Gear Prudence: I frequently have guests over and most of the time they arrive by bike. I try to be a good host and accommodate them by letting them bring their bikes into my place rather than leave them locked up on the street. The other week, however, during inclement weather, I did this and they made a huge mess in my apartment. I had to get one of those carpet cleaners from the grocery store! Now I’m second-guessing being so polite, and I think it’d be better if they just left their bikes outside. How do I tell them that the arrangement has changed and they can’t bring their bikes inside anymore? —Helping Others Stops Today
Dear HOST: It’s good to finally be consulted on a question of hosting etiquette. GP is an excellent host. Not only are all bikes admitted into the premises, but there is an assortment of scented chain lubes in each restroom and a pump concierge to see that tires are inflated to proper pressure prior to any guest’s departure. It sounds like to this point you’ve been an excellent bike host but some time scrubbing has led you to reconsider. And this is your right—a person’s home is his castle, not his bike parking lot—but before you do, consider a few things.
When you allow your guests to store their bikes in your home, you’re giving them tremendous peace of mind. They needn’t worry about theft or errant bird droppings. In inclement weather, you’re shielding the bike’s delicate exposed bits from rain, wind, and muck. But most importantly, you’re telling your cyclist friends that you respect and value their transportation choices, and maybe you’re also rubbing it in their faces a little that you have a big enough apartment to fit their bikes. That’s the kind of passive-aggressive social one-upmanship that underlies all sorts of adult friendships.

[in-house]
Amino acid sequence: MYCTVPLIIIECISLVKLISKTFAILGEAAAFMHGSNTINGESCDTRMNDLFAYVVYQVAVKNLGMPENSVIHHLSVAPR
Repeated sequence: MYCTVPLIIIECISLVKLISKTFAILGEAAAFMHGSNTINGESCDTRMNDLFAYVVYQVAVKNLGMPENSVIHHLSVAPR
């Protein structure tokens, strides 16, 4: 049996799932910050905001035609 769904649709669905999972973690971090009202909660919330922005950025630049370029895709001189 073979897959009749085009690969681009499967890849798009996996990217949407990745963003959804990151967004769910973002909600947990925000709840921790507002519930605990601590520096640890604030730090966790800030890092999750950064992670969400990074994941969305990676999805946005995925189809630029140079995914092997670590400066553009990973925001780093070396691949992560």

But if you can no longer abide bikes in the house (and lack the foresight or willingness to put down a trash bag to protect your floors) and there’s no interior hallway, bike room, or garage where the bikes could safely wait, then you have limited choices. Tell them your new policy. Be upfront, direct, apologetic, but firm. Conversely, you could make up a story about how your cat is afraid of bikes now. The cat thing won’t work if you keep your own bikes in the house, though, or if you don’t have a cat. Maybe adopt a cat? Maybe don’t adopt a cat, but do make sure that there are viable outdoor bike parking options nearby. Or your guests might stop coming. —GP
Gear Prudence is Brian McEntee, who tweets @sharrowsDC. Got a question about bicycling? Email firstname.lastname@example.org.